RALEIGH – Nationwide, new home sales increased in September 2021, the latest data on new home construction sales from the U.S. Census Bureau shows. But in the Triangle, the ratio of would-be home buyers to available homes is still out of balance.
Some 800,000 new homes were sold nationwide in September, according to the report. That outpaces economist’s expectations for new home sales during the month, as estimates were that 760,000 new home sales would occur nationwide. In August, 740,000 new homes were sold.
The mark outpaces each of the prior six months, as well, surpassing the 796,000 homes sold in April, the prior high.
However, the growing trend doesn’t mean that new construction homes are available for homebuyers looking to buy locally.
“Yes the number of homes built in September nationally increased, but in the Triangle it stayed pretty steady,” said Jim Allen, a residential real estate developer, licensed real estate agent and founder of the Jim Allen Group, in an interview with WRAL TechWire.
Steady doesn’t mean that new construction homes are available, though, said Allen. As of 5 p.m. on Oct. 27, there were a total of 321 new construction homes available for sale in Wake County and 125 new construction homes available inside Raleigh city limits.
For existing homes, there are only 599 active listings in Wake County, as of 5 p.m. on Oct. 27, and 338 available existing homes in the City of Raleigh.
“It is the most extreme sellers market I’ve ever witnessed,” said Allen. “Because buyers really don’t have options.”
Why? There’s an extreme housing shortage in the Triangle, noted Allen.
And, though there is opportunity for new construction in Raleigh, as a recent report from the National Association of REALTORS found Raleigh was among the best six markets in the nation for homebuilding opportunity, there are multiple challenges facing developers, builders and would-be homebuyers.
Builders are facing multiple challenges in completing new construction homes, said Wes Carroll, founder of Upright Builders and the incoming board president of the North Carolina Home Builders Association, in an interview with WRAL TechWire.
“Sales continue to be as strong as they can, but builders are struggling to keep up pace with the existing demand,” said Carroll. “Some of that is unpredictability of lumber, from a cost perspective, and the supply chain disruptions for other materials.”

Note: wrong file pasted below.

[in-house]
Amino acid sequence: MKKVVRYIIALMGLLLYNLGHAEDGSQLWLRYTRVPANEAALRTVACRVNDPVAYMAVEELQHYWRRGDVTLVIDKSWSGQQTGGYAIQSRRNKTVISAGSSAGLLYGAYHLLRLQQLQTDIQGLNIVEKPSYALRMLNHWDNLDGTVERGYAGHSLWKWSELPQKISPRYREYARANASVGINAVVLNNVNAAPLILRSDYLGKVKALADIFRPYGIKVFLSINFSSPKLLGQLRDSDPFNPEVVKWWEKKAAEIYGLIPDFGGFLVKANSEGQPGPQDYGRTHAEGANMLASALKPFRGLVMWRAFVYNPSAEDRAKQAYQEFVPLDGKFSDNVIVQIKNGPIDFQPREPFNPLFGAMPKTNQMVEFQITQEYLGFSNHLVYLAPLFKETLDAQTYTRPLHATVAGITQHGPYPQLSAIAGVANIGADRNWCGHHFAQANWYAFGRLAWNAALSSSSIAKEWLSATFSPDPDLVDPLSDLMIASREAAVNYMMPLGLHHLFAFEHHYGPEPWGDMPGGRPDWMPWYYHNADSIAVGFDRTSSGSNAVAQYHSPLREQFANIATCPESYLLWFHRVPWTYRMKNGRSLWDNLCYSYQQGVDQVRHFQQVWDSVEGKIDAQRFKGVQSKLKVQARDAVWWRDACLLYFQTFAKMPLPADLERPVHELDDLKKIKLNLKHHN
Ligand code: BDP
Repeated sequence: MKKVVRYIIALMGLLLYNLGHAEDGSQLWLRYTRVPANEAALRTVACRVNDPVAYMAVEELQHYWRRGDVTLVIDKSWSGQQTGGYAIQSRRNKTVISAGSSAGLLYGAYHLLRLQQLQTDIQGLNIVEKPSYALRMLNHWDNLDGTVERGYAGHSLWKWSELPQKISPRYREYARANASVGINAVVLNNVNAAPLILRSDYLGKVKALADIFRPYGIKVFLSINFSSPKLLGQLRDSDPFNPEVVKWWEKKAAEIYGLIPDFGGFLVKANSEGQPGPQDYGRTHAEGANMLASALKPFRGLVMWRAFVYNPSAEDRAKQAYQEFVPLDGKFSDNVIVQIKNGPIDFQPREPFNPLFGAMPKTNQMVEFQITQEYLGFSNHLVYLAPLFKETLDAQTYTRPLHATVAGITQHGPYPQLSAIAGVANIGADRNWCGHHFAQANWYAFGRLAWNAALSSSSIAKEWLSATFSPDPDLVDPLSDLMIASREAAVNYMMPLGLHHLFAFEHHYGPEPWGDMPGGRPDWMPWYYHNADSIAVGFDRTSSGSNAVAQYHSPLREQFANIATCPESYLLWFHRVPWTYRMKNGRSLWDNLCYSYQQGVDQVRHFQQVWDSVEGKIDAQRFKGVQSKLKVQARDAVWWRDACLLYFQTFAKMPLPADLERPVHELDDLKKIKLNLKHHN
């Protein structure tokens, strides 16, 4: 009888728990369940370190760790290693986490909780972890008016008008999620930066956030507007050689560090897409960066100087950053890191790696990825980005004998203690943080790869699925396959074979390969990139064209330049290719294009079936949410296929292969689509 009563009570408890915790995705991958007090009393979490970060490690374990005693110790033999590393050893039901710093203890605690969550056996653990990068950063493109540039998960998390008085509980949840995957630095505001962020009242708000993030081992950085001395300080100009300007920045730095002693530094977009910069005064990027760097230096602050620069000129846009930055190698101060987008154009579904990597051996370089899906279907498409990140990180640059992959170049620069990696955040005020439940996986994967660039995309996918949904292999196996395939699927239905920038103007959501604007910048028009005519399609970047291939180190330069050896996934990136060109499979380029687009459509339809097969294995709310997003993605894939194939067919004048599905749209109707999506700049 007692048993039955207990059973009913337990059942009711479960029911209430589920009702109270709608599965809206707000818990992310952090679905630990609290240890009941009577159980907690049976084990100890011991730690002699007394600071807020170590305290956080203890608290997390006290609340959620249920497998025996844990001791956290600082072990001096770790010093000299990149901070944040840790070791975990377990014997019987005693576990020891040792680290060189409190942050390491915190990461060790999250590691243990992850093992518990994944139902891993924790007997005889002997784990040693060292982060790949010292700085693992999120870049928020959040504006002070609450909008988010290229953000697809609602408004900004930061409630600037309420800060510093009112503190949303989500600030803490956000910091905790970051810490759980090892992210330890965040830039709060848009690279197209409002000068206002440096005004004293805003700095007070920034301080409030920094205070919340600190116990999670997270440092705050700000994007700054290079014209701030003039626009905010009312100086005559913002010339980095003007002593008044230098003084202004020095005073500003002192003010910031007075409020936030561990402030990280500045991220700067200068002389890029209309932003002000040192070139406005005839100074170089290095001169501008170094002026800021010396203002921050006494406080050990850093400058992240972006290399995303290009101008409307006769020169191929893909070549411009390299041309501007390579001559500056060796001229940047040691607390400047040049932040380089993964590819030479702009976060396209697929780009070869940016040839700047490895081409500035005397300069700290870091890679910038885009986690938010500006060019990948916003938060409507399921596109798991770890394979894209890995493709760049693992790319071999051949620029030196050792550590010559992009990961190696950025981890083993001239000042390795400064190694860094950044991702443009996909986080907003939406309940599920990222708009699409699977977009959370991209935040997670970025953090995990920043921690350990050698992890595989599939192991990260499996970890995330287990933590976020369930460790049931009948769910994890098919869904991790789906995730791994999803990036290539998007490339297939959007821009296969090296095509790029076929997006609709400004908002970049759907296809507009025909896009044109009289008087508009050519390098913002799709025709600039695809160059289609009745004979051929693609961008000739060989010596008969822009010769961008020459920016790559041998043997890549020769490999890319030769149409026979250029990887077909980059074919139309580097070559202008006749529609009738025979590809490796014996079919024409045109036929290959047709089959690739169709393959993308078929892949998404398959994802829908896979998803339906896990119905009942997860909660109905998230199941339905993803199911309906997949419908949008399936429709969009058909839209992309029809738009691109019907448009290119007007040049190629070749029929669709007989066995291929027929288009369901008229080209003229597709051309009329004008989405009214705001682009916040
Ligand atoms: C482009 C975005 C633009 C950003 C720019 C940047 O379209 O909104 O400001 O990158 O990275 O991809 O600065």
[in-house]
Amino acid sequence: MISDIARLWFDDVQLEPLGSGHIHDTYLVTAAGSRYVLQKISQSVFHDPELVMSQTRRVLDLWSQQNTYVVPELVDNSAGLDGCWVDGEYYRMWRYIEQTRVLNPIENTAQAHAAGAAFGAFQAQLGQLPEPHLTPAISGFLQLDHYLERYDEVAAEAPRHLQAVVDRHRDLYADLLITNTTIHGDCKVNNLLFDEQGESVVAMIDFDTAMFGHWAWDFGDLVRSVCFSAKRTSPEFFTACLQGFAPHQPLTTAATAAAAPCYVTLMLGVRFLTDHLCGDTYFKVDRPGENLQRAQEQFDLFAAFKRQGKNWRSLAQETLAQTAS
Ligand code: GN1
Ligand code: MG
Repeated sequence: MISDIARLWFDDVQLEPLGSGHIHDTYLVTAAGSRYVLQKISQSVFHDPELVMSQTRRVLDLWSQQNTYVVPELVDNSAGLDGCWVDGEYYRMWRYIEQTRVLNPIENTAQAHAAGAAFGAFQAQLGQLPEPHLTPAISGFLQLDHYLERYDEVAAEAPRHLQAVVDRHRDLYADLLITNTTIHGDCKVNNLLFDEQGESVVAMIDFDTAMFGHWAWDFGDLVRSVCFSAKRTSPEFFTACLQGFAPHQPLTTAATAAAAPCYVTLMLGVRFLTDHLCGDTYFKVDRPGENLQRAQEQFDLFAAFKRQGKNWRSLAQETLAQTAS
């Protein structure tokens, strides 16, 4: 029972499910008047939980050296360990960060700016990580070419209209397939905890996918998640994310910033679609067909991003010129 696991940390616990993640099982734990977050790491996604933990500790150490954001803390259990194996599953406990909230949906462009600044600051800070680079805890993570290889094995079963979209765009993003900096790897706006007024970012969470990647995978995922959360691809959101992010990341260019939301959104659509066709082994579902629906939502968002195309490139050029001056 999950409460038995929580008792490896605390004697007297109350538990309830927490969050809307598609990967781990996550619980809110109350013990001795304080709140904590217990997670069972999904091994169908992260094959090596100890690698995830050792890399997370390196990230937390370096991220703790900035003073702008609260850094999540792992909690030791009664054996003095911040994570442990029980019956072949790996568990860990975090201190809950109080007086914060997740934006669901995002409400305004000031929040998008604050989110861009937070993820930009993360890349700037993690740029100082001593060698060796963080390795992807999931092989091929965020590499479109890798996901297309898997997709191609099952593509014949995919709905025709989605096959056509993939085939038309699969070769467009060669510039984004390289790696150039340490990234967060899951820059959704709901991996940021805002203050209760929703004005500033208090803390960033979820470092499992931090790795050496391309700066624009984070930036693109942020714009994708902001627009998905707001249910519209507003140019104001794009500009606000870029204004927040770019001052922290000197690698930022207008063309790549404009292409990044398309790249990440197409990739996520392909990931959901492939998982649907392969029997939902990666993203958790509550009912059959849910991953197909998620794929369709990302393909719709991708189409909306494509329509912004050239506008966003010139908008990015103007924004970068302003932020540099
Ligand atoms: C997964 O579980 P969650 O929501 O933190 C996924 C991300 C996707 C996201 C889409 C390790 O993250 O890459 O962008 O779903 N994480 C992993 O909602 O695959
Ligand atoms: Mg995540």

From windows to dishwashers
Take windows, for example.
According to Carroll, homebuilders typically order windows for their new construction homes four weeks prior to their installation.
But right now, suppliers are quoting builders a 20-week waiting period, and in reality, windows are getting delivered between 24 and 28 weeks after the order was made, said Carroll.
“For a house for which I need windows now, I would have needed to order them in April,” Carroll said.
Builder Richard Gephart, who is president of the Home Builders Association of Raleigh-Wake County, said a crew had to stall construction on a new home in Wake Forest waiting for windows to arrive.
“We’ve been sitting for about four weeks without being able to do anything else on the home,” he said.
The wait for windows is the latest pain in the supply chain for new home construction.
“It’s been many items in the construction process,” Gephart said.
The house that waited for windows should have been ready by November. Now, it’s looking like a February finish.
“We’re probably going to produce half the homes we normally would this year and actually be able to close on them this year than we would because of the supply chain issues,” Gephart said.
Take garage door openers. Carroll said that for anything other than a standard garage door opener, they’re backordered and aren’t projected to become available for 50 weeks.
Or, take dishwashers. Carroll is waiting for dishwashers from a supplier, he said. One supplier has 300 backordered dishwashers, and has no idea when they’ll become available, Carroll noted.
Considered together, all of these supply chain disruptions are impacting the new construction market, said Carroll.
But there’s also another factor at play, noted Carroll. While the current demand for housing is outstripping supply, there just aren’t enough homes being built in the region.
Report: Raleigh ranks #3 for housing growth for 2010-2020
Not enough homes
As noted above, the Raleigh metropolitan statistical area is among the nation’s best markets for homebuilding opportunity, according to a forthcoming report from the National Association of REALTORS that was shared in advance with WRAL TechWire. The homebuilding opportunity index tracks more than 300 housing markets nationwide along multiple factors that impact housing supply.